In our first Farrow Dress variation we’re going to show you how to omit the pockets on your Farrow. A few people asked why anyone would want a dress without pockets on Instagram and I can think of a few. Little known fact, or maybe not I’m not sure, but I wore a pocketless Farrow for my wedding back in February. I used silk 4-ply silk crepe de chine, omitted the pockets, and lined it with silk charmeuse for that dress. I think that omitting the pockets made the dress a bit more formal and suited to the occasion. When made in thin fine fabrics the pockets can collapse a bit, which I love in rayon but not as much in my wedding dress. In addition to that, if you’re working with a more difficult fabric like the silk crepe de chine used in the sample above, it will definitely be an easier project to omit the pockets.

To begin, you’ll need to draw a line across the pocket stitching lines on both the front bodice and front skirt pieces. This will demarcate the pockets, shown in blue above, from the dress, shown in white.

Trim along the line you drew to separate the pockets from the dress pattern pieces. Discard the pockets.

Add a 1/2″ seam allowance to the diagonal waist seams formed by removing the pockets. You will now assemble the front dress by following the same instructions as the back.

So there you have it, easy as pie! Honestly easier than pie I’d say because I’ve ruined quite a few of those in my time. If you have any questions let us know in the comments below and don’t worry, we’re planning on showing you how to line the dress in a future post.

 

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Farrow Dress

Farrow Dress Roundup

Now that the Farrow Sew-Along has wrapped up and we’re about to get into a few Farrow Variations we thought it would be fun to showcase a few of your Farrows popping up on social media! By far the best part of every pattern release is seeing the garments popping up on Instagram and the like.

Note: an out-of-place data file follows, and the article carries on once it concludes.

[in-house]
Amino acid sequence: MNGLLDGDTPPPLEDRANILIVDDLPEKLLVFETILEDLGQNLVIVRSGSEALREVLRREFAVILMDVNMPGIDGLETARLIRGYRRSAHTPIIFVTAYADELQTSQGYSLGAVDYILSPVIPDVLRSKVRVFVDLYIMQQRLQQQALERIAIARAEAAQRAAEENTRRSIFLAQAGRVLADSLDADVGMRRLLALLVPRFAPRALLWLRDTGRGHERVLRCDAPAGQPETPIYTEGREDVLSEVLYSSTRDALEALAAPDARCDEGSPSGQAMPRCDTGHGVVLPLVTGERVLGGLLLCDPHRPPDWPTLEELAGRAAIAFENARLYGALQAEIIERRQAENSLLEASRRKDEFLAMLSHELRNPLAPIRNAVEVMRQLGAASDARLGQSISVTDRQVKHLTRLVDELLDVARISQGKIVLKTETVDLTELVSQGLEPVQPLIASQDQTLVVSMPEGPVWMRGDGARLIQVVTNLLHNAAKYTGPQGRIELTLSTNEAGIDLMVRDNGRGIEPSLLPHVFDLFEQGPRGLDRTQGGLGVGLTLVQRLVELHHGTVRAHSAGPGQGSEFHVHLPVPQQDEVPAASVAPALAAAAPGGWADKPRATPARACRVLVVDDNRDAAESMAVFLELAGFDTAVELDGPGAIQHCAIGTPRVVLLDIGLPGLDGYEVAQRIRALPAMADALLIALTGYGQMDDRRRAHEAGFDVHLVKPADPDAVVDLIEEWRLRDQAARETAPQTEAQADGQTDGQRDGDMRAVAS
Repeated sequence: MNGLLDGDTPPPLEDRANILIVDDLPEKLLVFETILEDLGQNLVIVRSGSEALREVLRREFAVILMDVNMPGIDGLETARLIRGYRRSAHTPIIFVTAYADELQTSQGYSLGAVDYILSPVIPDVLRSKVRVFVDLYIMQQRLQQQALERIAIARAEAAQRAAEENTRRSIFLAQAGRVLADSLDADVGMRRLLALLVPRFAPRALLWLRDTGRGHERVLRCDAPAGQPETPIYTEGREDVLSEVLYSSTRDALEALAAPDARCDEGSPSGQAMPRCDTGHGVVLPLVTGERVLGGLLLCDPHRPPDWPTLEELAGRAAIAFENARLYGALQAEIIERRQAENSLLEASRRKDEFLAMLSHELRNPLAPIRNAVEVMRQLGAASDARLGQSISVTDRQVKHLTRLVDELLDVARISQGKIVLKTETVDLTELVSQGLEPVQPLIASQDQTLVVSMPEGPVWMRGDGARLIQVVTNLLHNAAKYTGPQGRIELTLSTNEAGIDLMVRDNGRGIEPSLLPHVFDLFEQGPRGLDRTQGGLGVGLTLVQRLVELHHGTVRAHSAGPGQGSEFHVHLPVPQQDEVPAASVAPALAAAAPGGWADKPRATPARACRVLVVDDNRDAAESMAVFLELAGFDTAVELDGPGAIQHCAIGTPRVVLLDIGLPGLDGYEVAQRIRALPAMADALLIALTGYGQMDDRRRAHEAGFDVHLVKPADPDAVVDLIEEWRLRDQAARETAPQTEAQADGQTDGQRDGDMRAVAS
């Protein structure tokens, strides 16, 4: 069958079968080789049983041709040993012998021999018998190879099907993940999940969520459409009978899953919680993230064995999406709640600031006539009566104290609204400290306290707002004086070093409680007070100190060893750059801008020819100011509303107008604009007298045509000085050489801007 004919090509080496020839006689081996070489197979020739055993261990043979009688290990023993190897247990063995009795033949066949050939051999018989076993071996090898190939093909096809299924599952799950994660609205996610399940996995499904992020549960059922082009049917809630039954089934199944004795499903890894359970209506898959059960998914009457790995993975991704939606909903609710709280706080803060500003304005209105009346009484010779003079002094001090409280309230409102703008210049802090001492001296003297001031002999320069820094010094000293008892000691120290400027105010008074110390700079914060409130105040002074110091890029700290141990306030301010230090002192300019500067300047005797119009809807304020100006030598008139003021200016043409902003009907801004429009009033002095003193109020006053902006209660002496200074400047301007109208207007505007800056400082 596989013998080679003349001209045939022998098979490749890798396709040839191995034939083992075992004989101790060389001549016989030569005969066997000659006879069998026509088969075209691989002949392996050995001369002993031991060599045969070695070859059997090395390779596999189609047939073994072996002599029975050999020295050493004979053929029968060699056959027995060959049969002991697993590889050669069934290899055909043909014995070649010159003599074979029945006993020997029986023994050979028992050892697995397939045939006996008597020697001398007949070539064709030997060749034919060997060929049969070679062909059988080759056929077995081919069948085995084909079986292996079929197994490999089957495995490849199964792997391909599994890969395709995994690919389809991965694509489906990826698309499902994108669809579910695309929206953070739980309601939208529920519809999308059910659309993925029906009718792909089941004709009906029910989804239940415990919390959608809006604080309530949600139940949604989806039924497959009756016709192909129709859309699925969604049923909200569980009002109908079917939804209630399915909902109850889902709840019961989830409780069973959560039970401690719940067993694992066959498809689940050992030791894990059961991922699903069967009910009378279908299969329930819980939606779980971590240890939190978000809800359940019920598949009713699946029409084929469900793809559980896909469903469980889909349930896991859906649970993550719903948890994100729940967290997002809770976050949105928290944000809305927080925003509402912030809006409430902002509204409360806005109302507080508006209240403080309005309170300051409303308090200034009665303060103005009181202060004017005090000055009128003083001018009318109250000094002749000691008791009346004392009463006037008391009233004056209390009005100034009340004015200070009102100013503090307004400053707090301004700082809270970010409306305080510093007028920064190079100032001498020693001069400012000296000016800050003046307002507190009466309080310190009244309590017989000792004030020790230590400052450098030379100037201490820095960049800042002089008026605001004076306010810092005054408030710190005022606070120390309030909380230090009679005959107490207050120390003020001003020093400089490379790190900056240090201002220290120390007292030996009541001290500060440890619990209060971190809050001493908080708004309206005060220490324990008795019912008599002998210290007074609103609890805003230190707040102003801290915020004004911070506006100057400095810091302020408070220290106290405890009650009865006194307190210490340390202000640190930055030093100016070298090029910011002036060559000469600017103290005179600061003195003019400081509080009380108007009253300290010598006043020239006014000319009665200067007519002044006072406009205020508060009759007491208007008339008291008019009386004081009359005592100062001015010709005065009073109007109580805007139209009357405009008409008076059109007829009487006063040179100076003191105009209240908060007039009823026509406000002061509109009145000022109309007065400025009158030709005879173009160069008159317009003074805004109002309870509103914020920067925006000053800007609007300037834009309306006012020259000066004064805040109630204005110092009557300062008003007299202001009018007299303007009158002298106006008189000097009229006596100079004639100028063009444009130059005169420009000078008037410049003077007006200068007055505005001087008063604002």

@bella_zilber | @emi_uchida_

@nf_merritts@dennmanto.christiane

@fancyjaime | @besabelle

@ivyarch@ernestflaggsews

@needlework_hamilton | @make_something

There are so many amazing dresses it was hard to choose just a few so make sure that you click over to Instagram to check out the full #farrowdress hashtag. Have you tried the Farrow pattern yet?

1 Comment Posted in Farrow Dress
News

Your Favorites are Back in Stock!

We’ve been getting a lot of emails asking when we’d be getting a restock of certain patterns so I wanted to let you all know that the Cascade, Willow, Farrow, Linden, Lark and Stowe paper patterns are now back in stock!

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Journal Entry

2016 in Review: Sewing Tutorials + Free Patterns

It’s the time of year to reflect and look back at what we accomplished and process things that we want to change or improve on. Improving my sewing skills is always something on my list of goals for the new year. Making time to accomplish those goals is another thing on my list. Oh time… where do you go? I have so many large projects that I haven’t even begun to tackle. I have come to the conclusion that it’s better to practice sewing with a project that is smaller in scale. So in 2016 we developed an array of free patterns and sewing tutorials to help us all improve our sewing skills. We hope they helped and that you had fun with them!

Grainline Studio | Tutorials

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The first free pattern and tutorial we created was this Bow Tie Tutorial. It makes an adorable gift for pretty much anyone… children, men, women, and pets!